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Western Intel: Syria Can Still Field Chemical Weapons

A man passes a burning building on Friday, after a reported government airstrike on the Syrian city of Aleppo. British, French and U.S. intelligence reportedly points to a strong possibility that President Bashar Assad's regime remains capable of deploying chemical weapons. A man passes a burning building on Friday, after a reported government airstrike on the Syrian city of Aleppo. British, French and U.S. intelligence reportedly points to a strong possibility that President Bashar Assad's regime remains capable of deploying chemical weapons. (Khaled Khatib/AFP/Getty Images)

Envoys said Western intelligence points to a strong likelihood that Syria's regime remains capable of fielding chemical arms, Reuters reports.

Findings by France, the United Kingdom and the United States signal a deepening Western belief that Damascus has not fully abided by its commitment on eliminating its chemical arsenal, the news agency reported on Friday. President Bashar Assad's government pledged to surrender all of its chemical arms amid foreign military threats over an August sarin nerve-agent strike on land controlled by civil-war opponents.

One Western insider referenced a number of concerns, including the disappearance of a significant quantity of sarin ingredients, as well as the Syrian government's unconfirmed assertions that it eliminated a majority of its mustard blister agent prior to the arrival of an inspection team formed by the United Nations and the Organization for the Prohibition of Chemical Weapons. The international team said 7.5 percent of the regime's declared warfare stocks were still in the violence-torn country on Sunday, a previously established objective date for their full removal, the New York Times reported.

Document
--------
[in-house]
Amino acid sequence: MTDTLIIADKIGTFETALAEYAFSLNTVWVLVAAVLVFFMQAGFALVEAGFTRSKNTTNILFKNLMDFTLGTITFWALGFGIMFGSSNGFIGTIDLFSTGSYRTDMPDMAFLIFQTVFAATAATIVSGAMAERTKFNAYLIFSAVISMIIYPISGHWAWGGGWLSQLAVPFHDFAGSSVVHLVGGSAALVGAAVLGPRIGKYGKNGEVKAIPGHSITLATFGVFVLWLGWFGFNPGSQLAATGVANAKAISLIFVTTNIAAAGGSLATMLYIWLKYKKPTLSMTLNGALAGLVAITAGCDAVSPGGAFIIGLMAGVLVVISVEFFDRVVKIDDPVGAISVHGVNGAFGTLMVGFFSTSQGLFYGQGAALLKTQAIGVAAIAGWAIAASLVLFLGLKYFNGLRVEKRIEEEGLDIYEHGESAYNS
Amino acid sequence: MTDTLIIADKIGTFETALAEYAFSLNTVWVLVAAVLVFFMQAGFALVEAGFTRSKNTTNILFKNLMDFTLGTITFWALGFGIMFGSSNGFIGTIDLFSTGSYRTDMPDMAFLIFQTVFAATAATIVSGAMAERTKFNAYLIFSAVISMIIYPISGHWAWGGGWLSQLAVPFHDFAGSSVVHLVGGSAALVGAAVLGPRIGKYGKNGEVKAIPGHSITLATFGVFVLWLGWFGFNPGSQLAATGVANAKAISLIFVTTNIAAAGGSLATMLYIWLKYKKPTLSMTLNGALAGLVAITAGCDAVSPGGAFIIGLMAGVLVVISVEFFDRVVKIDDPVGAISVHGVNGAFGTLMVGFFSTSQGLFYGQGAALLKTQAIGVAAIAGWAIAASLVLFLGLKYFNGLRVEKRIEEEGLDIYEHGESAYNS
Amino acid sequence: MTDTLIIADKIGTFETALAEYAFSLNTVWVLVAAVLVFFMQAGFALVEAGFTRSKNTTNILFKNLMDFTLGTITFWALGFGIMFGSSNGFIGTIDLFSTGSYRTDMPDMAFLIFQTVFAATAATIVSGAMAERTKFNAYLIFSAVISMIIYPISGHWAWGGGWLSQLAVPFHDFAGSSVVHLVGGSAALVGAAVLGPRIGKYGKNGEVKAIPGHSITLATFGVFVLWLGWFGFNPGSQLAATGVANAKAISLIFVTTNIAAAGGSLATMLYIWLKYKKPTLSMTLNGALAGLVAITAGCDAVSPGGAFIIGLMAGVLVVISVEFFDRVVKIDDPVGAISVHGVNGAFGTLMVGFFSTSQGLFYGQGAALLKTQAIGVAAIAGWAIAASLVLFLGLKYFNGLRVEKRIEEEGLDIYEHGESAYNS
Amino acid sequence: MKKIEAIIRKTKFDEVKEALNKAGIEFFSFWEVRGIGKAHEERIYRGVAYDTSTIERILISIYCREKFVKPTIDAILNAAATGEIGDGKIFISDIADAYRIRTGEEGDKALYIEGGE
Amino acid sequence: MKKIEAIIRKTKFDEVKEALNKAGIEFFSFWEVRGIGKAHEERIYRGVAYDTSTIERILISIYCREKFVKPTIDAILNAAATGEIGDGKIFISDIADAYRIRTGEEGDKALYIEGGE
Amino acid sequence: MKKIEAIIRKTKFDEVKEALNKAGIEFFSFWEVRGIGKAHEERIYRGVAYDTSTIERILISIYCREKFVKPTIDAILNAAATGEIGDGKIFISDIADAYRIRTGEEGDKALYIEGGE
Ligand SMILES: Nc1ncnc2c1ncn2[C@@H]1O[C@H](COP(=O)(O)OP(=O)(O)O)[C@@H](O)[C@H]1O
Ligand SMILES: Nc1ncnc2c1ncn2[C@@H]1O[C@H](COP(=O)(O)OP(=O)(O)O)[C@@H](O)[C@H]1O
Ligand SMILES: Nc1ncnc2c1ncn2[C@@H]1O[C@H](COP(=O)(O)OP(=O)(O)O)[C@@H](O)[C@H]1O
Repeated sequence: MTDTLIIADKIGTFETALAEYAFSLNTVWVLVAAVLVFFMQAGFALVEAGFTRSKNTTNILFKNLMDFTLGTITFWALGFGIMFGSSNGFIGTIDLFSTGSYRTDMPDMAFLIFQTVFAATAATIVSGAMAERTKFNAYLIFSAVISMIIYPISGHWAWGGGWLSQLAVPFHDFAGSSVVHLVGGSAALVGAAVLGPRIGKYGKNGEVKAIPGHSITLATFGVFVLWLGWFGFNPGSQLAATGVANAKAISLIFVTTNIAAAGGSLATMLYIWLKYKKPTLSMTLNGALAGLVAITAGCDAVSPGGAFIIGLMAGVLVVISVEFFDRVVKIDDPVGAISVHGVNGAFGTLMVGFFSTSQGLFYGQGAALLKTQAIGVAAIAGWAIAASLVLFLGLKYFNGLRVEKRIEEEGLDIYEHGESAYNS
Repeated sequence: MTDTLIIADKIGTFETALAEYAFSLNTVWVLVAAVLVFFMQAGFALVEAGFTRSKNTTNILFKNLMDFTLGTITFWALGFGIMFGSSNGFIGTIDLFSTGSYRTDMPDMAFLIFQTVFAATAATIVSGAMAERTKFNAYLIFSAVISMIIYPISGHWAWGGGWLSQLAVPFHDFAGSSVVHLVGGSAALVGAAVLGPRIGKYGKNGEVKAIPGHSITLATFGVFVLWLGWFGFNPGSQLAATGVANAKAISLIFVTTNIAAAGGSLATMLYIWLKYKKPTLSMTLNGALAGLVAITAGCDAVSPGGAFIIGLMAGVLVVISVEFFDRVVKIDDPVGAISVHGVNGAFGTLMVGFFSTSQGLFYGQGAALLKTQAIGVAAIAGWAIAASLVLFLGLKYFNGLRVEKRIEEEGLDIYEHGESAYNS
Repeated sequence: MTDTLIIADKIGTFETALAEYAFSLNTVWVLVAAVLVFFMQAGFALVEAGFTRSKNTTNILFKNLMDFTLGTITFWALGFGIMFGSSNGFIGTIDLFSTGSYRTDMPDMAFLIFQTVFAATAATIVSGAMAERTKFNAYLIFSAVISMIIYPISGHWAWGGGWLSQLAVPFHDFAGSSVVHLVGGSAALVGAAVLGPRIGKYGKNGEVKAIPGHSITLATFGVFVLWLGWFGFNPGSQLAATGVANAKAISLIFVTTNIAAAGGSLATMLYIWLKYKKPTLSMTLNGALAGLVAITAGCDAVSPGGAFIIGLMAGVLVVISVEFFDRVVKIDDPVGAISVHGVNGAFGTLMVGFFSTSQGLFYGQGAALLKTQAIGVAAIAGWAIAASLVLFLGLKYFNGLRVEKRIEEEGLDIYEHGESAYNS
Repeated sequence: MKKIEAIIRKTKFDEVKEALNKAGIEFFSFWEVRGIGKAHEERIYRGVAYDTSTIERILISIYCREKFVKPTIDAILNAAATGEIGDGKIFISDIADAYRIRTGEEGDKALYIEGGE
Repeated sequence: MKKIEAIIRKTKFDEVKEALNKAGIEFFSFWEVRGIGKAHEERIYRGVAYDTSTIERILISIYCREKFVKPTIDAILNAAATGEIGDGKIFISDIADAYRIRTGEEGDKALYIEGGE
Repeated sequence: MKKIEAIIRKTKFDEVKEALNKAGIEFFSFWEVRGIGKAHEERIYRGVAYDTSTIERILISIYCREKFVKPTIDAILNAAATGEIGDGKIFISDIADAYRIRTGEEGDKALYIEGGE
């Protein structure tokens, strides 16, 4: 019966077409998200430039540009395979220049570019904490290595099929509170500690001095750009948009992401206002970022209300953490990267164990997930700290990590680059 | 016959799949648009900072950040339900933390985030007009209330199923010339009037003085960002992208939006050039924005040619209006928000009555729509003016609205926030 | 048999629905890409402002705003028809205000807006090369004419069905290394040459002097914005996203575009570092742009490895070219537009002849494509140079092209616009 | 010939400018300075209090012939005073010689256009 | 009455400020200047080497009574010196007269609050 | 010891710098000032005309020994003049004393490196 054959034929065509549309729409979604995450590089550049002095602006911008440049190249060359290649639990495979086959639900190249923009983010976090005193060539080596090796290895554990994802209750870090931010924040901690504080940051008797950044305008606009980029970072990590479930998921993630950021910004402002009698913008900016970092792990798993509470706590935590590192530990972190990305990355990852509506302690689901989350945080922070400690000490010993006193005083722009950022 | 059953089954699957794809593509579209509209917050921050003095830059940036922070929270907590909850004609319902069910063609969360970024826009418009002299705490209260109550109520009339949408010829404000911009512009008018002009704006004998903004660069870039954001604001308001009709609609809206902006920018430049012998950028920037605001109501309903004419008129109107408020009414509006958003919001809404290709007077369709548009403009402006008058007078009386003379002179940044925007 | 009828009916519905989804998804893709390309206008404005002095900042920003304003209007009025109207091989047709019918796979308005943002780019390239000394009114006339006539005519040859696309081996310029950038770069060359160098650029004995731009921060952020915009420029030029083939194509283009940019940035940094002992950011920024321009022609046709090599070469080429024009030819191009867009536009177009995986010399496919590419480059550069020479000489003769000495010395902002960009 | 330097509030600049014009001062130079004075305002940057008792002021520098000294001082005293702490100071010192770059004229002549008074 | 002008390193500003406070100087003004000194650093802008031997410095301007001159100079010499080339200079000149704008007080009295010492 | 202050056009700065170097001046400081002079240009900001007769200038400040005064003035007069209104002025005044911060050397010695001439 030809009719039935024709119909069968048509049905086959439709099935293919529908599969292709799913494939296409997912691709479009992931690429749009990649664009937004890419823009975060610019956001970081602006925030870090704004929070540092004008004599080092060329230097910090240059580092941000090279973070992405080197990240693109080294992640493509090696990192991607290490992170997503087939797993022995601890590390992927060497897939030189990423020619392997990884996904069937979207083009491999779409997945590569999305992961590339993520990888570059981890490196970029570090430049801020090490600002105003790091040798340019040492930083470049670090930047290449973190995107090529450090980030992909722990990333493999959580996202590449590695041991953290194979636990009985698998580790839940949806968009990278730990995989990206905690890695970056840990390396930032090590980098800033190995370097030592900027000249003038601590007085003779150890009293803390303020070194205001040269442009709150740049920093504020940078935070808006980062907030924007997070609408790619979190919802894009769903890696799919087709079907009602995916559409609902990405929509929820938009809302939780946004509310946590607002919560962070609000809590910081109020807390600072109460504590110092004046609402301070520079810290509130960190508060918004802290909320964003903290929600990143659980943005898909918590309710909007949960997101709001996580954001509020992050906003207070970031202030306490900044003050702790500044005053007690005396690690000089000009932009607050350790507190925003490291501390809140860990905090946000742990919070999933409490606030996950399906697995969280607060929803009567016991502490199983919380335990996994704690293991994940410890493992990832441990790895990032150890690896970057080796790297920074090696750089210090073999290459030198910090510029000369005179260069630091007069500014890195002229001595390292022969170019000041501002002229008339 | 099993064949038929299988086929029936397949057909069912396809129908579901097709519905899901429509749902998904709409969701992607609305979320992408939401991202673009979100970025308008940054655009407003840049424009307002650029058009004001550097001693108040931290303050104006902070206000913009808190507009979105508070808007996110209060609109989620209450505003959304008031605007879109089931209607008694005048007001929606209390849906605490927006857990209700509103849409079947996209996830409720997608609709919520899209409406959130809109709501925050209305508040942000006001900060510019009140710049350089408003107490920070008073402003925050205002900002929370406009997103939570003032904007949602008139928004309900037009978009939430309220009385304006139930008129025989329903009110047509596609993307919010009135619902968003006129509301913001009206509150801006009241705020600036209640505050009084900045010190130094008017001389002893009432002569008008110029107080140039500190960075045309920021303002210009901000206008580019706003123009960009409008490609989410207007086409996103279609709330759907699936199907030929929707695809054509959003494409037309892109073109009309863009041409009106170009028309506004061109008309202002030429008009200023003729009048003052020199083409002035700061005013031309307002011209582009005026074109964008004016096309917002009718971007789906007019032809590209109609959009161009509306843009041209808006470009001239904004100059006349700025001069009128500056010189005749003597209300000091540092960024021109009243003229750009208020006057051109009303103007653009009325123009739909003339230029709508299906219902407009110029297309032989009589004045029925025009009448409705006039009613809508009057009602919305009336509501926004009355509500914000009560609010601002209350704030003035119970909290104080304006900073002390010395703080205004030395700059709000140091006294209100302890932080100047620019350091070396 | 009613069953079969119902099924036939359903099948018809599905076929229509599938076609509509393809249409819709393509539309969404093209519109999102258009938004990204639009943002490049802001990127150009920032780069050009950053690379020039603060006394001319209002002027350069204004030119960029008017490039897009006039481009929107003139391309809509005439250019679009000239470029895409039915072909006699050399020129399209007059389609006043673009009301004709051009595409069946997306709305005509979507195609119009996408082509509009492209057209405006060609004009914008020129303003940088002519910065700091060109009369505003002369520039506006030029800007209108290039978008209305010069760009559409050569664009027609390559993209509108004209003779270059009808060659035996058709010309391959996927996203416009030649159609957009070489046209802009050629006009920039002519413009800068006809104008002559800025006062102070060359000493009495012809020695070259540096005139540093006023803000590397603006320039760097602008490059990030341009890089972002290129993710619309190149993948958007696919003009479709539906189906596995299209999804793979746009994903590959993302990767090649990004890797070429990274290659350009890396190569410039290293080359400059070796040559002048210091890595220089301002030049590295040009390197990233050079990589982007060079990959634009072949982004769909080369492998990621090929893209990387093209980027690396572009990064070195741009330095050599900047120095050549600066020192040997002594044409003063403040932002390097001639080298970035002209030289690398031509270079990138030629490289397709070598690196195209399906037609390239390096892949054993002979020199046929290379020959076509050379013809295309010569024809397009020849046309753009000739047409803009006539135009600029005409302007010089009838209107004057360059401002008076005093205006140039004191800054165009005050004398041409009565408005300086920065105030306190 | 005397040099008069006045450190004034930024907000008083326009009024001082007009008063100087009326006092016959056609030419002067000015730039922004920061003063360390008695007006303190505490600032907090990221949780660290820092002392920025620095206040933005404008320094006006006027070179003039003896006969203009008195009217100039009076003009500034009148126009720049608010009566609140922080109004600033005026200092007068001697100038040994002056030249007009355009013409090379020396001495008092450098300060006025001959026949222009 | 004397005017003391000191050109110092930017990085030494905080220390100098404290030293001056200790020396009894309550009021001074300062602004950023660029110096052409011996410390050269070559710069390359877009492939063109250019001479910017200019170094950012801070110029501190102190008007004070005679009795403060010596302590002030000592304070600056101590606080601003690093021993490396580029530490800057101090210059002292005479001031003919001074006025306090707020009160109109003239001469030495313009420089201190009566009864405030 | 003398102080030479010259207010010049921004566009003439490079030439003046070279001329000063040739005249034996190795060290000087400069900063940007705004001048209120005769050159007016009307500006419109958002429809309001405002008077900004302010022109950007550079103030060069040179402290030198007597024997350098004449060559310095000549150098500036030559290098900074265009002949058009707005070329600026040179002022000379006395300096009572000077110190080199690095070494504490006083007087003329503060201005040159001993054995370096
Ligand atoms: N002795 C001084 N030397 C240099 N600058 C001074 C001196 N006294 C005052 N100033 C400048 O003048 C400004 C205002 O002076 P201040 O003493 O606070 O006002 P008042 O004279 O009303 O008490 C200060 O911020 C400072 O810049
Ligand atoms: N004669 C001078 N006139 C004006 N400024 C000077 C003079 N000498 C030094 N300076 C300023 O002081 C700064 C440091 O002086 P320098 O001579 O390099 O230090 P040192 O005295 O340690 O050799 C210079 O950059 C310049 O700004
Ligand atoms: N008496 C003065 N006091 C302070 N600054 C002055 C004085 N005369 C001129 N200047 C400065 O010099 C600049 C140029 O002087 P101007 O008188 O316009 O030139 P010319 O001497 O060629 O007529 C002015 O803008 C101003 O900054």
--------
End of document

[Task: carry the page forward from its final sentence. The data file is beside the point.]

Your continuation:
A high-level Western envoy added that London, Paris and Washington had months earlier supplied OPCW officials with indications of possible clandestine chemical-arms sites controlled by Syria's government, according to Reuters.

Russia, an ally of Assad, provided no response after receiving the findings, the source said. However, the Russian foreign ministry said groups accusing Damascus of recent chemical-arms use are seeking "a pretext for an armed intervention," Interfax reported on Friday.

Sigrid Kaag, the international disarmament operation's special coordinator, said looking into the alleged chlorine attacks does not fall within her mission's purview, according to a U.N. statement. Still, Western powers are expected to seek the U.N.-OPCW effort's continuation after Syria sends out its final declared chemical stocks, Reuters reported.

Meanwhile, the 41-nation OPCW governing board plans on Tuesday to address a dispute over plans for destroying Syria's 12 declared chemical-arms facilities, the Times reported.

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